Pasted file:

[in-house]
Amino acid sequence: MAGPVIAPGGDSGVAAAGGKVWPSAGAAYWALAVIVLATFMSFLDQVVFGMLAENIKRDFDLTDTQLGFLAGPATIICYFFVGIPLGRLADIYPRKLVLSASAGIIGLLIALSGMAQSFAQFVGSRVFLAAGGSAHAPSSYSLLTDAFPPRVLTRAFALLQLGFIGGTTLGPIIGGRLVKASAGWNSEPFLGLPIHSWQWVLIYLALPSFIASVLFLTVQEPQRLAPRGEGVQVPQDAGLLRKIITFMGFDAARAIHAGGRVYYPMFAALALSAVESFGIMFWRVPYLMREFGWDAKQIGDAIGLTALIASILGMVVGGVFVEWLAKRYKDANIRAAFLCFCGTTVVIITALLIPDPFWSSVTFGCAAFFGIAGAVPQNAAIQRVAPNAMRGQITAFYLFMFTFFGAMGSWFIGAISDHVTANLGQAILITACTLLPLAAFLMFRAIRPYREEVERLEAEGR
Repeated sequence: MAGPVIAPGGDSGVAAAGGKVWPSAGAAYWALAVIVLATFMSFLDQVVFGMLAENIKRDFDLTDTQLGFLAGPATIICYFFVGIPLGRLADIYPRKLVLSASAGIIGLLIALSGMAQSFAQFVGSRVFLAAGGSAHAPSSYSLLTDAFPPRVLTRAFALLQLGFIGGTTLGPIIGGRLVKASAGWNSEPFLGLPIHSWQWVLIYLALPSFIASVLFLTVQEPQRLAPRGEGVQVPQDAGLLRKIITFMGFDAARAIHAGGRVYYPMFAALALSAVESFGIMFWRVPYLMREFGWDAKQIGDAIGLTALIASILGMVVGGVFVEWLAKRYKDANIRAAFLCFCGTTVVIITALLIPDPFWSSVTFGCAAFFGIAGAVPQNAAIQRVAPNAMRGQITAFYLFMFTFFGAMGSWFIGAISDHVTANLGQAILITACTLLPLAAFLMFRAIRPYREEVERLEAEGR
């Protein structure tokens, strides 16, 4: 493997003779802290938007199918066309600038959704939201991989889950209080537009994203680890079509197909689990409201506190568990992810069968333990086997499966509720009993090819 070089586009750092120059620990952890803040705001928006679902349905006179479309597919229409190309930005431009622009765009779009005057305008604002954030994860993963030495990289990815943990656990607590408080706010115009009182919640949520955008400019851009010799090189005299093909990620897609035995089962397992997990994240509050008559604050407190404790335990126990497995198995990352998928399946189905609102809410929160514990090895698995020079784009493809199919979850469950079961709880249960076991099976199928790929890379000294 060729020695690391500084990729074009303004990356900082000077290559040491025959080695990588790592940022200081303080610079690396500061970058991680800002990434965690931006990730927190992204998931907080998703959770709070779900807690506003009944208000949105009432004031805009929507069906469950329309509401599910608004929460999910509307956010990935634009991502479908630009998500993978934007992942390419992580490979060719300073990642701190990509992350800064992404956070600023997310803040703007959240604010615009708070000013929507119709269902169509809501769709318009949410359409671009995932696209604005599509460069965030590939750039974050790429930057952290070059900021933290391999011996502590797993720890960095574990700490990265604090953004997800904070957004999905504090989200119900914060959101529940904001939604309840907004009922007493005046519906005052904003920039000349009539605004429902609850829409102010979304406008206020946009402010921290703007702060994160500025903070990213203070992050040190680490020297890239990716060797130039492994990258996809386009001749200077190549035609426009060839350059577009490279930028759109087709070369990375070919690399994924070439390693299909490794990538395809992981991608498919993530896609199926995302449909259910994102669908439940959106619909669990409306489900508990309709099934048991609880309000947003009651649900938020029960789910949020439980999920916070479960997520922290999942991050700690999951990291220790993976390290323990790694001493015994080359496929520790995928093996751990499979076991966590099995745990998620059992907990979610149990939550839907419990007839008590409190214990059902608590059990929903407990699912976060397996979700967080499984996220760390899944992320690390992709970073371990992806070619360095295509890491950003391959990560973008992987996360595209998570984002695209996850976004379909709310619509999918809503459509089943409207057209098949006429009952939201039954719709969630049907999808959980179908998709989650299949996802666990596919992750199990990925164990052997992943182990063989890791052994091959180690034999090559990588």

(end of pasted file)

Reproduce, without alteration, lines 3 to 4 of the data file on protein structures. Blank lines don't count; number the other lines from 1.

Repeated sequence: MAGPVIAPGGDSGVAAAGGKVWPSAGAAYWALAVIVLATFMSFLDQVVFGMLAENIKRDFDLTDTQLGFLAGPATIICYFFVGIPLGRLADIYPRKLVLSASAGIIGLLIALSGMAQSFAQFVGSRVFLAAGGSAHAPSSYSLLTDAFPPRVLTRAFALLQLGFIGGTTLGPIIGGRLVKASAGWNSEPFLGLPIHSWQWVLIYLALPSFIASVLFLTVQEPQRLAPRGEGVQVPQDAGLLRKIITFMGFDAARAIHAGGRVYYPMFAALALSAVESFGIMFWRVPYLMREFGWDAKQIGDAIGLTALIASILGMVVGGVFVEWLAKRYKDANIRAAFLCFCGTTVVIITALLIPDPFWSSVTFGCAAFFGIAGAVPQNAAIQRVAPNAMRGQITAFYLFMFTFFGAMGSWFIGAISDHVTANLGQAILITACTLLPLAAFLMFRAIRPYREEVERLEAEGR
């Protein structure tokens, strides 16, 4: 493997003779802290938007199918066309600038959704939201991989889950209080537009994203680890079509197909689990409201506190568990992810069968333990086997499966509720009993090819 070089586009750092120059620990952890803040705001928006679902349905006179479309597919229409190309930005431009622009765009779009005057305008604002954030994860993963030495990289990815943990656990607590408080706010115009009182919640949520955008400019851009010799090189005299093909990620897609035995089962397992997990994240509050008559604050407190404790335990126990497995198995990352998928399946189905609102809410929160514990090895698995020079784009493809199919979850469950079961709880249960076991099976199928790929890379000294 060729020695690391500084990729074009303004990356900082000077290559040491025959080695990588790592940022200081303080610079690396500061970058991680800002990434965690931006990730927190992204998931907080998703959770709070779900807690506003009944208000949105009432004031805009929507069906469950329309509401599910608004929460999910509307956010990935634009991502479908630009998500993978934007992942390419992580490979060719300073990642701190990509992350800064992404956070600023997310803040703007959240604010615009708070000013929507119709269902169509809501769709318009949410359409671009995932696209604005599509460069965030590939750039974050790429930057952290070059900021933290391999011996502590797993720890960095574990700490990265604090953004997800904070957004999905504090989200119900914060959101529940904001939604309840907004009922007493005046519906005052904003920039000349009539605004429902609850829409102010979304406008206020946009402010921290703007702060994160500025903070990213203070992050040190680490020297890239990716060797130039492994990258996809386009001749200077190549035609426009060839350059577009490279930028759109087709070369990375070919690399994924070439390693299909490794990538395809992981991608498919993530896609199926995302449909259910994102669908439940959106619909669990409306489900508990309709099934048991609880309000947003009651649900938020029960789910949020439980999920916070479960997520922290999942991050700690999951990291220790993976390290323990790694001493015994080359496929520790995928093996751990499979076991966590099995745990998620059992907990979610149990939550839907419990007839008590409190214990059902608590059990929903407990699912976060397996979700967080499984996220760390899944992320690390992709970073371990992806070619360095295509890491950003391959990560973008992987996360595209998570984002695209996850976004379909709310619509999918809503459509089943409207057209098949006429009952939201039954719709969630049907999808959980179908998709989650299949996802666990596919992750199990990925164990052997992943182990063989890791052994091959180690034999090559990588």